The Black Order #1
Written by Derek Landy
Art by Philip Tan, Marc Deering, Guillermo Ortega, Le Beau Underwood and Jay David Ramos
Lettering by Clayton Cowles
Published by Marvel Comics
Review by Robert Reed
‘Rama Rating: 6 out of 10
The cosmos’ darkest villains have a book all to themselves. Derek Landy and Philip Tan set out to craft a surprisingly humorous action tale in The Black Order #1, but need to find the right mission for them. The titular villains have always crackled on the page, but the question remains if they can carry their own series without Thanos to guide them forward.
The Black Order is attacking the Sinnarian Empire at the behest of the Grandmaster. Emperor Attican is a deranged figure – Derek Landy imbues him with a craze and lust for violence (well, at least a lust for watching it). The larger-than-life characterization balances nicely with the villainous Black Order - Landy’s take on the Cull Obsidian may throw some readers off, but it fits nicely with the tone Landy is going for. Corvus Glaive is having an identity crisis around whether or not he is funny, which gives the issue a humorous tone. It’s not every day that one sees a murderous warlord worried over whether or not his wife notices his witty eyebrows. Unfortunately, this characterization never feels quite complete thanks to a thin plot. The Black Order all make great impressions, but there’s only thin threads as to what they are doing or why, so it’s hard to get fully behind them.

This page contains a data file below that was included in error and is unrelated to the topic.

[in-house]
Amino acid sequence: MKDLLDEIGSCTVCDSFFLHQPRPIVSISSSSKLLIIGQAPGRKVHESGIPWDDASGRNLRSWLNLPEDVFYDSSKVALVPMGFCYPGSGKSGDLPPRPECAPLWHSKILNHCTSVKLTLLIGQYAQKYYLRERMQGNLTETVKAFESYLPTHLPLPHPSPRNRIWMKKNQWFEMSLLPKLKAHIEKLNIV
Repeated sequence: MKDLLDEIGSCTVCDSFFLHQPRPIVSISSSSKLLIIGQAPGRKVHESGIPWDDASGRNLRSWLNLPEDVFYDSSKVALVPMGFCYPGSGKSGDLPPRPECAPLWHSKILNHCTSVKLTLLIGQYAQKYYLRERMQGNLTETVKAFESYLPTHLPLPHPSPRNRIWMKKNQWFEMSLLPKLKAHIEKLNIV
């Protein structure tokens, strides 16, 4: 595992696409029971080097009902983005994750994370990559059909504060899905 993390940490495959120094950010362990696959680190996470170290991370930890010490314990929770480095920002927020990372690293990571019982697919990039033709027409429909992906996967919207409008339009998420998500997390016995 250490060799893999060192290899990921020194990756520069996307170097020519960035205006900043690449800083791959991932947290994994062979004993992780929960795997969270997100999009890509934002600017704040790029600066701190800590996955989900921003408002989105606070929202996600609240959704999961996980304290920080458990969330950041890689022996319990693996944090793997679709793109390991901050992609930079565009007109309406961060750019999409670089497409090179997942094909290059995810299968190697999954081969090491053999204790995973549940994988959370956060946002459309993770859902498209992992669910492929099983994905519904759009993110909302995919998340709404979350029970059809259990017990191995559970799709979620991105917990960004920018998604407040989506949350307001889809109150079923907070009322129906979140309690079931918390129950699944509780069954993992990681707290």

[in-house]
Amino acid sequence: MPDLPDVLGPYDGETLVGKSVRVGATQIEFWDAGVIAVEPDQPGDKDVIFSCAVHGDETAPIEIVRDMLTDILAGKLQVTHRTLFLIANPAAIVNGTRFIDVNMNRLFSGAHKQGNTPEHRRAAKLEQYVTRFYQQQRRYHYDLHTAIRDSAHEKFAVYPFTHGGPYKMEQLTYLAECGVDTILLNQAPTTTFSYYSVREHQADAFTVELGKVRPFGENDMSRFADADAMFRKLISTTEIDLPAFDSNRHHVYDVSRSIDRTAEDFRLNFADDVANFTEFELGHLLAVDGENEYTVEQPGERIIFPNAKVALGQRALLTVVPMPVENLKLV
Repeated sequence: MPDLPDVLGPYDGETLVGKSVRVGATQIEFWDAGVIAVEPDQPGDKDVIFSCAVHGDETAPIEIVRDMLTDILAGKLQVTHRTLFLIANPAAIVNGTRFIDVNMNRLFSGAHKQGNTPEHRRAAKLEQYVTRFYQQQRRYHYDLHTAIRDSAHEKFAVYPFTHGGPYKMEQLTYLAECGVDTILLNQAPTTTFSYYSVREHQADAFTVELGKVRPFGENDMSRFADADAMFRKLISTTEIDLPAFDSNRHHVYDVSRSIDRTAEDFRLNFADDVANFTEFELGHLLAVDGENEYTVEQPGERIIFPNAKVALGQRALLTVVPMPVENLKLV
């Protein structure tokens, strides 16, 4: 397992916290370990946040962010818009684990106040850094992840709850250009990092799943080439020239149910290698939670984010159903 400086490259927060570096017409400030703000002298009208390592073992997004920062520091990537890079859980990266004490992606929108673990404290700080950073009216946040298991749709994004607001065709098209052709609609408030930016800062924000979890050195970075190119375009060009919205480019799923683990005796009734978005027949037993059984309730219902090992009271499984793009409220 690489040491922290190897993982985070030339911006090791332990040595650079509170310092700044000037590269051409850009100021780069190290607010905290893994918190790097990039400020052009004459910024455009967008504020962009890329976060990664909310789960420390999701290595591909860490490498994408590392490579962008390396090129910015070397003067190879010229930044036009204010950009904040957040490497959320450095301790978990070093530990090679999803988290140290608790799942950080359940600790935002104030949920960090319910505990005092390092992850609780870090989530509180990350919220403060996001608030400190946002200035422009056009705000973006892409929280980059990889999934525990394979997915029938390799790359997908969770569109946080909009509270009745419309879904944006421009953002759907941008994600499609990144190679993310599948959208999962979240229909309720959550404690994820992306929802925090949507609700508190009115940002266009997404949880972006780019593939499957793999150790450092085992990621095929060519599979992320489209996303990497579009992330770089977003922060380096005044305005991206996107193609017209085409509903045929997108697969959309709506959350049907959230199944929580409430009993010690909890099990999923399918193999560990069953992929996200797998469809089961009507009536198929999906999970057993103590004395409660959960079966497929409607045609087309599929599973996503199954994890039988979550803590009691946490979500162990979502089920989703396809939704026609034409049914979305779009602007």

Philip Tan’s artwork is lively and fully captures the Black Order’s murderous sense of fun. Tan’s exaggerated figures help give the book its tone - when you have a character named Big Angry, it’s important that he looks the part. Tan does a fantastic job with the action sequences. In particular, his Proxima Midnight is lithe and athletic on the page, moving from opponent to opponent with furious efficiency. The battle at the end of the issue is a visual splendor - Tan makes great use of perspective and angles in the fights that create a dynamic sense of motion that equals any big screen action. Colorist Jay David Ramos does a beautiful job capturing the crackling energy of the battle and nicely contrasts the colors with the dark costumed Black Order.